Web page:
Just a week after its grand opening celebration, the Polk State Center for Public Safety hosted three dozen Polk County Fire Rescue employees for the opening session of a new leadership training program specifically designed for first responders.
“We believe that this is the future of public safety leadership in Polk County,” said Nyrka Riskin, program coordinator of the Polk State Corporate College’s Professional Development Institute.
“The purpose of this program is to develop leaders in the public-safety field. The students will have the opportunity to share creative ideas, go on tours, give presentations, learn from Chiefs’ Panels, and increase their career development opportunities by learning from top talent in the public safety and leadership fields.”
Reporting for the kickoff of the Leadership Development in Public Safety Certification Program on Friday, Jan. 15, were 36 members of PCFR’s workforce, including emergency medical technicians, paramedics, lieutenants, battalion chiefs, and deputy chiefs. Between January and May, they will complete 160 hours of training in a wide range of topics, including stress management, goal setting, strategic planning, diversity and inclusion, business writing, presentation strategies, generational differences in the workplace and teambuilding, all led by subject-matter experts selected by the Polk State Corporate College.
Participants will also take tours of the Polk County Emergency Communications Center, Florida Holocaust Museum and Tampa Fire Museum, and take part in career development activities, a creativity session modeled after the show “Shark Tank,” and a discussion with area chiefs.
The program will culminate in certifications and as many as nine credits toward Polk State’s Associate in Science in Fire Science Technology.
During Friday’s opening session, participants heard from Polk State President Eileen Holden and Polk County Deputy County Manager for Public Safety Gary Hester, both of whom emphasized the importance of continual professional development.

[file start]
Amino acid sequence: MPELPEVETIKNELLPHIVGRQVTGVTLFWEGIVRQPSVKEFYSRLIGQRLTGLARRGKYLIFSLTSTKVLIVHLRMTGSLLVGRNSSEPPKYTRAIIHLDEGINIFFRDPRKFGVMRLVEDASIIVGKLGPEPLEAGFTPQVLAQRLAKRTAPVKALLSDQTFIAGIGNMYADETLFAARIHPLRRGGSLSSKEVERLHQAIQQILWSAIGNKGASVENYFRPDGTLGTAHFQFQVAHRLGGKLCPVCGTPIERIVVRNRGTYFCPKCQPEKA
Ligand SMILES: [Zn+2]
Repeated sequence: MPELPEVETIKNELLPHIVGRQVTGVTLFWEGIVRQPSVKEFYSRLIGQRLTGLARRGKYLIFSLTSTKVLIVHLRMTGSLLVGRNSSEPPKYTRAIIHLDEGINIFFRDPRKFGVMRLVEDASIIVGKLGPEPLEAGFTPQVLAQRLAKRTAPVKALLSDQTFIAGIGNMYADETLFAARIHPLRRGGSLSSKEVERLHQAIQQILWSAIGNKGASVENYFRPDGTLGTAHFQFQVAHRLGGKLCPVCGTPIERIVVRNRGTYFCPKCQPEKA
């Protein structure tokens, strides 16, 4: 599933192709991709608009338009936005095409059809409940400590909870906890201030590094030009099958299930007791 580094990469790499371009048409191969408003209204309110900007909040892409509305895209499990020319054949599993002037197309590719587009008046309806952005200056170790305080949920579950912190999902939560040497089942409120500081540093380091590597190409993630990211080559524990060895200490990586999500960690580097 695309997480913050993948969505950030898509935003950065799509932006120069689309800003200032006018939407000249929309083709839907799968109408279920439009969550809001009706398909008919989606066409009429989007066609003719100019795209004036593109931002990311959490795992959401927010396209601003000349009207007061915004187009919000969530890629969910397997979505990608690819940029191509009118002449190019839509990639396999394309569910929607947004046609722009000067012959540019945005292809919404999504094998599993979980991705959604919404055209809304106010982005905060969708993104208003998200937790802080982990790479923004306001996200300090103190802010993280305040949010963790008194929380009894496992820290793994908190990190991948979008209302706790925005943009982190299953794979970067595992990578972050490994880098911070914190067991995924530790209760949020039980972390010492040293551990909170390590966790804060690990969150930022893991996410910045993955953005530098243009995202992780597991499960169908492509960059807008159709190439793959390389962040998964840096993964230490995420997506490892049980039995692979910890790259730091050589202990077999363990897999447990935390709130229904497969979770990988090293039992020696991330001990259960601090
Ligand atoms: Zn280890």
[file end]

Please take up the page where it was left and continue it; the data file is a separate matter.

“Force yourself in this program to think beyond who you are and beyond where you came from. See things through other people’s eyes. If you do, you’re going to get better,” Holden said.
“Your personality style won’t impact your ability to be a good leader. You don’t have to emulate someone you’re not. That’s not what this class is about. This is not an ‘if x happens, do y’ class. This is about challenging you to think about who you are, your strengths and weaknesses.”
Hester added that developing a pipeline of leadership to replace employees who retire from PCFR is critical to the agency’s ability to deliver high-quality service to the citizens of Polk County.
After the opening session, Battalion Chief Bobby Bohn, who has nearly 30 years with PCFR, said he hopes the leadership program will get the younger participants thinking about their futures.
“A lot of the folks, as they got up and introduced themselves, they said they were happy in the positions they’re in and they don’t want to pursue higher rankings,” he said. “We have to turn some of those thoughts around so that they want to be promoted and move ahead. That’s how we secure the longevity of the agency.”
The Polk State Corporate College provides customized workforce training through eight institutes, including the Advanced Manufacturing Institute, Child Care Training Institute, Contractor Safety Training Institute, Insurance Institute, IT/Computer Institute, Professional Development Institute, Real Estate Institute, and Supply Chain Management Institute.
The state-of-the-art Polk State Center for Public Safety is located at 1251 Jim Keene Blvd. in Winter Haven and houses the Polk State Kenneth C. Thompson Institute of Public Safety and the College’s degree programs in Criminal Justice, Emergency Medical Services, and Fire Science Technology.